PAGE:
Stage 0, also known as ‘in situ’, means there are abnormal cancer cells situated in place and have yet to spread from where they started. While this is no cause for alarm just yet, it is helpful to remove the tumour entirely through surgery to prevent cancer from developing any further.

At Stage 1, the cancer is small and contained within the organ of origin, and hasn’t spread into nearby tissues, lymph nodes, or other areas in the body. This is often referred to as early-stage cancer.

In Stages 2 and 3, the cancer is much larger and has spread into nearby tissues or lymph nodes, but has not spread into other parts of the body.

Stage 4 is the most critical phase, where it has spread to other organs and deep tissues in the body and has reached the final stage of development. This can also be referred to as advanced or metastatic cancer.

Staging is an important part of a cancer diagnosis as it helps doctors plan the appropriate treatment options for a patient and can be used in estimating a person’s prognosis.

[Source: drjamiemurphy.co.uk

How does medical insurance differ from critical illness insurance? 

There is a common misconception that medical insurance and critical illness insurance can be used interchangeably, but they are two very different policies to serve different purposes.

A medical insurance plan protects you in the event of a medical emergency and covers your medical expenses and hospitalisation costs. Such hospitalisation costs are hard to estimate as it depends on the diagnosis and treatment required.

For instance, the bill for a severe case of stomach flu for a two-day hospitalisation stay would cost a lot less than one for cancer, where treatment may involve surgeries and year-long chemotherapy.

In both these cases, the costs incurred will be covered by medical insurance.

In the case of a critical illness like stroke or cancer, a critical illness insurance plan provides a lump sum payout based on the sum determined at the point where you purchase the insurance.

Standalone cancer insurance is a type of critical illness plan. It will provide a payout just like a critical illness plan, but only in the event of a cancer diagnosis.

Standalone cancer insurance is a type of critical illness plan. It will provide a payout just like a critical illness plan, but only in the event of a cancer diagnosis. If a person only has a standalone cancer plan and not a critical illness plan, there will be no payout in the event of a stroke or heart attack.

Starting 1 April 2021, all Integrated Shield Plans (IPs) with full riders will be phased out. Moving forward, this revised implementation will require policyholders to pay at least 5 percent of their hospital bills.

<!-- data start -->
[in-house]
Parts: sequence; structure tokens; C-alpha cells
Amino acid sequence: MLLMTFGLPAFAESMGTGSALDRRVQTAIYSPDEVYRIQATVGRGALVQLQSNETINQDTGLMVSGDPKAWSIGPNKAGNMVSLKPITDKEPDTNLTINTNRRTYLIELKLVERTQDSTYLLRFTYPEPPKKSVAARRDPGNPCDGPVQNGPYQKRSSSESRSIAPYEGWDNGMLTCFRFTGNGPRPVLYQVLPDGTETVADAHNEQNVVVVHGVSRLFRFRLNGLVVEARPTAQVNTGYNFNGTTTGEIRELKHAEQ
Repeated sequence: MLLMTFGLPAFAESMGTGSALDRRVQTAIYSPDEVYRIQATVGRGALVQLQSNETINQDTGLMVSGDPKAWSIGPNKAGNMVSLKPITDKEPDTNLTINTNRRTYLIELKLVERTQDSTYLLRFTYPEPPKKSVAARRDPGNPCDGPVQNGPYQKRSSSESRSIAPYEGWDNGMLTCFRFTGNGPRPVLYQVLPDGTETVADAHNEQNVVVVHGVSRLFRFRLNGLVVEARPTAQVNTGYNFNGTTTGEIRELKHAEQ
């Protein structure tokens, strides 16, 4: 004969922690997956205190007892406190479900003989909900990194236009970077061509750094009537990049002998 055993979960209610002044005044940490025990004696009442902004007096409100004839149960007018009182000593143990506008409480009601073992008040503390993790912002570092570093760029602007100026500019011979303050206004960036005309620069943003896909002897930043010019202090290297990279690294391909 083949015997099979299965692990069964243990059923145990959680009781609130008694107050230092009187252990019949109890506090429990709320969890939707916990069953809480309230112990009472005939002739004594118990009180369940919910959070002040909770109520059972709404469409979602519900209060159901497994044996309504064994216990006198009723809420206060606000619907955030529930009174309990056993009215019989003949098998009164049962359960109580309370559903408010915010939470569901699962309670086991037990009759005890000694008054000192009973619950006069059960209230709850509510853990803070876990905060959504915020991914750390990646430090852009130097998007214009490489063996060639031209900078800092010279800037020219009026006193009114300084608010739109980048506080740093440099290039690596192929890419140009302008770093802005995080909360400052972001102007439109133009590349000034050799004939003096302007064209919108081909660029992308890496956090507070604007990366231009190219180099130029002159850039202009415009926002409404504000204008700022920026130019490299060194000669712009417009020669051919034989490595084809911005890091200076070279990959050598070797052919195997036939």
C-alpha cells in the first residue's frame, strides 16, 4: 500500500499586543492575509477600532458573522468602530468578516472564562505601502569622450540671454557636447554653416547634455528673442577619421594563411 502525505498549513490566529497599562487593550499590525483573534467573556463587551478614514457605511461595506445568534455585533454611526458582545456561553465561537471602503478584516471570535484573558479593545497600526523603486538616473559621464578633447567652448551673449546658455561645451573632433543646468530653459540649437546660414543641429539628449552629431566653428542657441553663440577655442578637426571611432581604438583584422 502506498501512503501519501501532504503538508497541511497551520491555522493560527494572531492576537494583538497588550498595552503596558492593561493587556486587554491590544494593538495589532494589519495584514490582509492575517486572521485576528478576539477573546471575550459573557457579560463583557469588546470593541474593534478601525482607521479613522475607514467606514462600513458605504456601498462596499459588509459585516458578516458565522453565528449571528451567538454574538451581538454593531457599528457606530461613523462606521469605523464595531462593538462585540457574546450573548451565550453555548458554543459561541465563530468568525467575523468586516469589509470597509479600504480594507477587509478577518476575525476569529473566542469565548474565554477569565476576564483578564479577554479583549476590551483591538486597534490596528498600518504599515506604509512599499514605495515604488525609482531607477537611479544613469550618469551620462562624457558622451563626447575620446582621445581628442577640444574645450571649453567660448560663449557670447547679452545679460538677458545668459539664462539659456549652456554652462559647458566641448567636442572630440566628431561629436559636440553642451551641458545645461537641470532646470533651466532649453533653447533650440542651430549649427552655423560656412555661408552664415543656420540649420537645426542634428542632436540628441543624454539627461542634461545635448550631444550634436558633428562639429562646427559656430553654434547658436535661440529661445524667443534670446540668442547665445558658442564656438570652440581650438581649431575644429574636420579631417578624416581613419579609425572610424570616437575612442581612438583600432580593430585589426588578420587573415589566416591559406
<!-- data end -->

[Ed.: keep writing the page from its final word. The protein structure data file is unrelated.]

Despite that, this may be good news for consumers as this may keep medical costs and premiums down in Singapore, keeping healthcare affordable in the country.

As most medical insurance plans reimburse the costs of medical treatment as per the bill, the annual claim limits are adjusted over time to help manage the effects of inflation. These plans are renewed on a yearly basis. In some cases, the insurer may impose additional premiums on the following year when claims are made, and discounts if there are no claims.

In Singapore, the Life Insurance Association (LIA) defines the list of critical illnesses covered. As of 2019, there are 37 medical conditions covered under this framework.

Once a diagnosis is made, a claim can be filed to the insurance company, where the money can then be used at your discretion. This sum could help with costs for medical expenses that medical insurance does not cover including home nursing, transportation expenses, and household expenses.

Policy terms can be anything from a year to your entire lifetime. This can help alleviate the financial burden that patients and their families face from the increased expenses and loss of income.

Manage your insurance policies with Planner Bee 

Critical illnesses like cancer aren’t meant to be taken lightly. While making different lifestyle changes can reduce the risk of cancer or prevent its rapid spread, we should also prioritise financial planning to be prepared for such unforeseen circumstances.

To help you manage your insurance policies, savings, and expenses more efficiently, Planner Bee is here for you. Users can view their categorised and synced insurance policies and receive a personalised overview of their total insurance payables each year.